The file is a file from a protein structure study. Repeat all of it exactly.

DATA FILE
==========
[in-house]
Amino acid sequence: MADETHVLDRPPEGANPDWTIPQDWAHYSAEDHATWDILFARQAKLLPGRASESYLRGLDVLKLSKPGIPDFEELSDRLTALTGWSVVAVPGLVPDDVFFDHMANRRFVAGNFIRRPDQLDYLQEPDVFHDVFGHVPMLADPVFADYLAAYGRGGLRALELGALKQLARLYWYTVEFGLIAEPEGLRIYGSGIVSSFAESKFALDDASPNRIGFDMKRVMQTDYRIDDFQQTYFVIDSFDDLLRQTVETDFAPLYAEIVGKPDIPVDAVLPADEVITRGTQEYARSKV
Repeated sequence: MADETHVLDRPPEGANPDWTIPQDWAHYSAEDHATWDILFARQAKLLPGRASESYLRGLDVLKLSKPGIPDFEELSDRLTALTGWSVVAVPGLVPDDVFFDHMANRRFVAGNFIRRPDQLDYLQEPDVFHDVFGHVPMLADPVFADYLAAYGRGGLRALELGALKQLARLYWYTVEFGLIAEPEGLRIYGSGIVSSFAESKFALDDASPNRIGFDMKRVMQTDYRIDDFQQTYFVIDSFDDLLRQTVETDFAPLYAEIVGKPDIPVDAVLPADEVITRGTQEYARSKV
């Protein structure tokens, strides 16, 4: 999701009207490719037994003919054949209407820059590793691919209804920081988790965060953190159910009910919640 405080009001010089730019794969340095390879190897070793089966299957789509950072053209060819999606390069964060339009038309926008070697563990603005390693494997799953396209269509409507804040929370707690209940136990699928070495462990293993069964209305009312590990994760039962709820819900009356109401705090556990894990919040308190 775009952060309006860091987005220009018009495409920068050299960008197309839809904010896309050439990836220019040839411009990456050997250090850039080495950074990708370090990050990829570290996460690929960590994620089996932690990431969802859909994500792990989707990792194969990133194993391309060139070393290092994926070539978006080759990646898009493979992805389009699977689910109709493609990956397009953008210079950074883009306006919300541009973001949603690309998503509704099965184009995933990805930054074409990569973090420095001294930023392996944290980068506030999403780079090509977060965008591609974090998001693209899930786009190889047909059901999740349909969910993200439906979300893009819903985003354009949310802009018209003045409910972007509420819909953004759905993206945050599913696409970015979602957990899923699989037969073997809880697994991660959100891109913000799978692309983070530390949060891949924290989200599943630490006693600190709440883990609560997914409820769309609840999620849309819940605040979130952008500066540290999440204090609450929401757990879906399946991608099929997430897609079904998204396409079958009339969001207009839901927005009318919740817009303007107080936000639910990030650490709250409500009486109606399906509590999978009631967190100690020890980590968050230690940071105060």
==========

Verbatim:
[in-house]
Amino acid sequence: MADETHVLDRPPEGANPDWTIPQDWAHYSAEDHATWDILFARQAKLLPGRASESYLRGLDVLKLSKPGIPDFEELSDRLTALTGWSVVAVPGLVPDDVFFDHMANRRFVAGNFIRRPDQLDYLQEPDVFHDVFGHVPMLADPVFADYLAAYGRGGLRALELGALKQLARLYWYTVEFGLIAEPEGLRIYGSGIVSSFAESKFALDDASPNRIGFDMKRVMQTDYRIDDFQQTYFVIDSFDDLLRQTVETDFAPLYAEIVGKPDIPVDAVLPADEVITRGTQEYARSKV
Repeated sequence: MADETHVLDRPPEGANPDWTIPQDWAHYSAEDHATWDILFARQAKLLPGRASESYLRGLDVLKLSKPGIPDFEELSDRLTALTGWSVVAVPGLVPDDVFFDHMANRRFVAGNFIRRPDQLDYLQEPDVFHDVFGHVPMLADPVFADYLAAYGRGGLRALELGALKQLARLYWYTVEFGLIAEPEGLRIYGSGIVSSFAESKFALDDASPNRIGFDMKRVMQTDYRIDDFQQTYFVIDSFDDLLRQTVETDFAPLYAEIVGKPDIPVDAVLPADEVITRGTQEYARSKV
């Protein structure tokens, strides 16, 4: 999701009207490719037994003919054949209407820059590793691919209804920081988790965060953190159910009910919640 405080009001010089730019794969340095390879190897070793089966299957789509950072053209060819999606390069964060339009038309926008070697563990603005390693494997799953396209269509409507804040929370707690209940136990699928070495462990293993069964209305009312590990994760039962709820819900009356109401705090556990894990919040308190 775009952060309006860091987005220009018009495409920068050299960008197309839809904010896309050439990836220019040839411009990456050997250090850039080495950074990708370090990050990829570290996460690929960590994620089996932690990431969802859909994500792990989707990792194969990133194993391309060139070393290092994926070539978006080759990646898009493979992805389009699977689910109709493609990956397009953008210079950074883009306006919300541009973001949603690309998503509704099965184009995933990805930054074409990569973090420095001294930023392996944290980068506030999403780079090509977060965008591609974090998001693209899930786009190889047909059901999740349909969910993200439906979300893009819903985003354009949310802009018209003045409910972007509420819909953004759905993206945050599913696409970015979602957990899923699989037969073997809880697994991660959100891109913000799978692309983070530390949060891949924290989200599943630490006693600190709440883990609560997914409820769309609840999620849309819940605040979130952008500066540290999440204090609450929401757990879906399946991608099929997430897609079904998204396409079958009339969001207009839901927005009318919740817009303007107080936000639910990030650490709250409500009486109606399906509590999978009631967190100690020890980590968050230690940071105060």